Francis Fukuyama on the War in Ukraine, Authoritarianism, and Liberal Democracy
Conversations with Bill Kristol
Eleven months into the war, where do things stand in Ukraine? What does the West need to do to help Ukraine win? What lessons can we draw from the war about the ambitions of authoritarians, the resolve of liberal democracies today, and the most pressing geopolitical challenges we face?To discuss these questions, Bill Kristol is joined by Francis Fukuyama, the Olivier Nomellini Senior Fellow at the Freeman Spogli Institute for International Studies at Stanford University, who has led important efforts in education and civil society in Ukraine over the last decade. According to Fukuyama, we are in the midst of a difficult moment in the war. Nonetheless, he argues, the fundamental dynamics remain unchanged: Ukraine can win if it receives adequate military and financial support from the West. Fukuyama argues that Ukraine’s impressive performance and Russia’s weakness should force us to confront and reassess the fashionable narrative of pessimism about liberal democracies. The war, as well as other recent developments, has revealed the reserves of strength and resilience in liberal democracies, while the weaknesses of strong states such as Russia and China have become more apparent. This assessment is not one of complacency. Rather, Fukuyama points to the high stakes of the war—and the importance of strengthening our resolve to defend free countries against authoritarian threats.
How robust is liberal democracy worldwide? Why do authoritarian countries like China, Iran and Russia seem to be struggling right now? How safe is democracy in the developed world? Francis Fukuyama joins the podcast to discuss how the ideas from his book 'The End of History' apply to what we're seeing in geopolitics today. We discuss what capital-H History is really about, whether neoliberalism is to blame for the rise of authoritarianism in recent decades, the contradictions that give strong states inherent weaknesses, and what he's watching for to see if the world might experience another wave of democratization. Recommended Reading: American Purpose - https://www.americanpurpose.com/ Persuasion - https://www.persuasion.community/ The UnPopulist - https://www.theunpopulist.net/ Frankly Fukuyama - https://www.americanpurpose.com/topics/frankly-fukuyama/ To make sure you hear every episode, join our Patreon at https://www.patreon.com/neoliberalproject. Patrons get access to exclusive bonus episodes, our sticker-of-the-month club, and our insider Slack. Become a supporter today! Got questions for the Neoliberal Podcast? Send them to firstname.lastname@example.org Follow us at: https://twitter.com/ne0liberal https://www.instagram.com/neoliberalproject/ https://www.twitch.tv/neoliberalproject Join a local chapter at https://cnliberalism.org/become-a-member/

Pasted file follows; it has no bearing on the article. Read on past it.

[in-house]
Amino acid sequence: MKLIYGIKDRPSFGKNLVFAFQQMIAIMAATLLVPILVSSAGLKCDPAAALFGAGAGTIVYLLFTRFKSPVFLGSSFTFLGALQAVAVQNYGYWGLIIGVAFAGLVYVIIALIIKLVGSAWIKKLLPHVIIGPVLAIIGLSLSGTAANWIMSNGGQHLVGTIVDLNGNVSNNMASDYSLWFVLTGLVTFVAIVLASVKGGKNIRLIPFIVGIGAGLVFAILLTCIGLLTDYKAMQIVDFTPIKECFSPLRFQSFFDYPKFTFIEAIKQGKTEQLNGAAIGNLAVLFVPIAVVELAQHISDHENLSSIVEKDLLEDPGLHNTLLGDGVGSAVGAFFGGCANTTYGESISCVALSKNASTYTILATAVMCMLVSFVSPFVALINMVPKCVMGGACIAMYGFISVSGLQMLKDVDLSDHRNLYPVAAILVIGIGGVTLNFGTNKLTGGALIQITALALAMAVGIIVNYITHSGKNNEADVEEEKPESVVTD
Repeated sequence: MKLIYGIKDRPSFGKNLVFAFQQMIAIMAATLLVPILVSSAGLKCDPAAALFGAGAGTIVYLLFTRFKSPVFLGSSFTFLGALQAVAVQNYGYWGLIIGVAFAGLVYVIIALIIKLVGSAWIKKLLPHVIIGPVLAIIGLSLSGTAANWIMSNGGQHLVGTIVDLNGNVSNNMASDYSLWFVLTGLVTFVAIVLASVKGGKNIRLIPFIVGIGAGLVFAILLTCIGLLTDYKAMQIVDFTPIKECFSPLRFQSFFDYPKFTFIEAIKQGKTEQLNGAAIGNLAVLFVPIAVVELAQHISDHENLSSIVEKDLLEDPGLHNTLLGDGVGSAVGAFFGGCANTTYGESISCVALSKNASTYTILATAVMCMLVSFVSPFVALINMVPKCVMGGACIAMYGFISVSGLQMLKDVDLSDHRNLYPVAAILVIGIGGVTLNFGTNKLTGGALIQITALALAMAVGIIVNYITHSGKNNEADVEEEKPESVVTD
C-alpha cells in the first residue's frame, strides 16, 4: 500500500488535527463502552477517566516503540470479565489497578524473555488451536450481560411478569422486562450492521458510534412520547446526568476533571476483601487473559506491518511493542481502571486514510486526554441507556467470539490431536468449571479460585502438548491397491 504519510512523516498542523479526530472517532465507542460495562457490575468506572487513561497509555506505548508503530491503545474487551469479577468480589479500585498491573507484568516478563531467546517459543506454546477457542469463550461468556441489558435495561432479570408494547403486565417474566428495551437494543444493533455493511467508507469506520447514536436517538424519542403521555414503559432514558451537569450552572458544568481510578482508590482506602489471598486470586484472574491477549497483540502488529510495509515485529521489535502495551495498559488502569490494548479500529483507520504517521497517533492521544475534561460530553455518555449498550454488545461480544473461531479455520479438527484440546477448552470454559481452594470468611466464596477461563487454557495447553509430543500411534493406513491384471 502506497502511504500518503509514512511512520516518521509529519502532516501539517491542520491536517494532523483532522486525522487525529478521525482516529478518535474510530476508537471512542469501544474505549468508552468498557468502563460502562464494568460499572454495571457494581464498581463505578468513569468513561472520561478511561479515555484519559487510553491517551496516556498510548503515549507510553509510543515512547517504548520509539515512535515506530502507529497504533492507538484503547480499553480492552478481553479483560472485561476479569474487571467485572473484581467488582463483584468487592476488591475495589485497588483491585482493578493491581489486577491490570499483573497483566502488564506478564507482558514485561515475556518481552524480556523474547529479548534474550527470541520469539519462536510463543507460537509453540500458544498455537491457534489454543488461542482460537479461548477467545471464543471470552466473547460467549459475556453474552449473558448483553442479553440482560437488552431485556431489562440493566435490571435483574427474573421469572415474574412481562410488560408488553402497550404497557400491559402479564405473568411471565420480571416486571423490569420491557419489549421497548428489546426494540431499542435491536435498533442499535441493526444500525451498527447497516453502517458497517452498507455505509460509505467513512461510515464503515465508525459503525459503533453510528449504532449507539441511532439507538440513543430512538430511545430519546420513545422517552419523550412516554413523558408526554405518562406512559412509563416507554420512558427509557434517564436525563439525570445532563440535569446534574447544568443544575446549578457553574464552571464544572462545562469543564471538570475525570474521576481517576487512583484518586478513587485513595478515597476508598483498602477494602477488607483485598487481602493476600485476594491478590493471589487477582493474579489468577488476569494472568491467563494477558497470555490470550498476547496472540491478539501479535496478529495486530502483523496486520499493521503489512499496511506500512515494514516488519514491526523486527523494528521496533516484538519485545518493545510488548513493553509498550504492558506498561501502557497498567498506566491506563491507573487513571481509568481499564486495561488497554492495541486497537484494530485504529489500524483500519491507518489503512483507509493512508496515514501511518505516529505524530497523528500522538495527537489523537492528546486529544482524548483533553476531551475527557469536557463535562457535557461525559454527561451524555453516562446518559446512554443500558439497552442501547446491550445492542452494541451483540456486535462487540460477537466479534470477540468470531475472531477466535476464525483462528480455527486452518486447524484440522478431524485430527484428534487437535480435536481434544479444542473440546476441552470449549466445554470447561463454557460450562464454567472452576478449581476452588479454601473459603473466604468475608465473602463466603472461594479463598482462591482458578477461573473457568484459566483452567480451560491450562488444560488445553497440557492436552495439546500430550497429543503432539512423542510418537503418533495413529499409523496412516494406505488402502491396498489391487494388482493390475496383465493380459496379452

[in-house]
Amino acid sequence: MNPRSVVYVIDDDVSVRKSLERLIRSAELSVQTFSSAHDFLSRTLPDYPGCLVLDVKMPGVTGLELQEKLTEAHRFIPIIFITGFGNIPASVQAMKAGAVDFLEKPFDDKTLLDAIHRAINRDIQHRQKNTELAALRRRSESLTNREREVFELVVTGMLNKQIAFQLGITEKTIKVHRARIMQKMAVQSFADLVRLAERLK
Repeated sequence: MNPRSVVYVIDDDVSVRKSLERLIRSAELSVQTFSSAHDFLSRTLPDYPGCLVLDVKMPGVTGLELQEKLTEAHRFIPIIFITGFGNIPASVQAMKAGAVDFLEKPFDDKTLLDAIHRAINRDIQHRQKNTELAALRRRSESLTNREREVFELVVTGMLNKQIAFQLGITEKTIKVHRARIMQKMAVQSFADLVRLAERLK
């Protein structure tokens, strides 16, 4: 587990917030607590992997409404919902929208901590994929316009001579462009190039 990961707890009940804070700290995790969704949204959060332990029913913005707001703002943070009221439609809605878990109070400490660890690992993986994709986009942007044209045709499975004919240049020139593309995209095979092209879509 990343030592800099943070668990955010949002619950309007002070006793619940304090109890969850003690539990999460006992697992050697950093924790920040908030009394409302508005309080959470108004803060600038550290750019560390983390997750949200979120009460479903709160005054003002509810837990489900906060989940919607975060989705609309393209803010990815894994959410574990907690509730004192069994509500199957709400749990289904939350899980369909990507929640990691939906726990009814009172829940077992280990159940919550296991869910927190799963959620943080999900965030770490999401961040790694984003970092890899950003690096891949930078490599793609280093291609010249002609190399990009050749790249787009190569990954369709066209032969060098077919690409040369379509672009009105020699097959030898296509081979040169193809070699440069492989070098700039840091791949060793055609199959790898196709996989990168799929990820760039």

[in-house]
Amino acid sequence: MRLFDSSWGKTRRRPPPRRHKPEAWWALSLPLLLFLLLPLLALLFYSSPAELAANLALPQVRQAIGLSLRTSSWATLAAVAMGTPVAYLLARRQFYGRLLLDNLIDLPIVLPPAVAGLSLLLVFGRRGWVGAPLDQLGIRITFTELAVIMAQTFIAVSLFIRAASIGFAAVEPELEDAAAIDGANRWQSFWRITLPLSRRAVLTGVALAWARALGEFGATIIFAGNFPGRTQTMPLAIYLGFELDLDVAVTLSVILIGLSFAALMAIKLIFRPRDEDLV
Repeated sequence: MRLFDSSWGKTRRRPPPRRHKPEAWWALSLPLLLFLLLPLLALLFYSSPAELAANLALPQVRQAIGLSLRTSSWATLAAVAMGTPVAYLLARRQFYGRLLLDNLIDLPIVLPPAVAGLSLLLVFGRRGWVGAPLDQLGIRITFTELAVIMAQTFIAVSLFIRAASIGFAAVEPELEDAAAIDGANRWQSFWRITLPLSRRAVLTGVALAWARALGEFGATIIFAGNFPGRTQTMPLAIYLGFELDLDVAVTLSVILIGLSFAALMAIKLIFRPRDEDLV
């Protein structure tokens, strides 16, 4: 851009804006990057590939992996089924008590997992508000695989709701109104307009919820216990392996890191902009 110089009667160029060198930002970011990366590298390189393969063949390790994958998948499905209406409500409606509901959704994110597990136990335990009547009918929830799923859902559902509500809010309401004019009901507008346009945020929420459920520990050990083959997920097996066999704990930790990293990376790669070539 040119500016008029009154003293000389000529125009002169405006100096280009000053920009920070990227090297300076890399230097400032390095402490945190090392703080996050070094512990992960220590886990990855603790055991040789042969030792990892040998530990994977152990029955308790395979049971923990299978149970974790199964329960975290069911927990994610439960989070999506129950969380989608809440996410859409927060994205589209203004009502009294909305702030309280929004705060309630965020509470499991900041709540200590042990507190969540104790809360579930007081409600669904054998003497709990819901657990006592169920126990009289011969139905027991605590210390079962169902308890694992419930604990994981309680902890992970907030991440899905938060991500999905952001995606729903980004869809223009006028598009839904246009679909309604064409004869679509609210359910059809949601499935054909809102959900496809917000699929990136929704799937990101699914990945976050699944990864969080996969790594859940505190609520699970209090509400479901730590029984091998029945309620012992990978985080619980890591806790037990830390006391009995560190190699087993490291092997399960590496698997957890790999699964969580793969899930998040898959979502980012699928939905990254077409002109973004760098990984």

This week we spotlight our most popular episode of the last year, Sam's conversation with Francis Fukuyama about his book Liberalism and its Discontents. He tells Sam how a system that has built peace and prosperity since the Enlightenment has come under attack from the neoliberal right and the identitarian left; and how Vladimir Putin may end up being the unwitting founding father of a new Ukraine.
'Liberalism and Its Discontents’ with Francis Fukuyama
Why Is This Happening? The Chris Hayes Podcast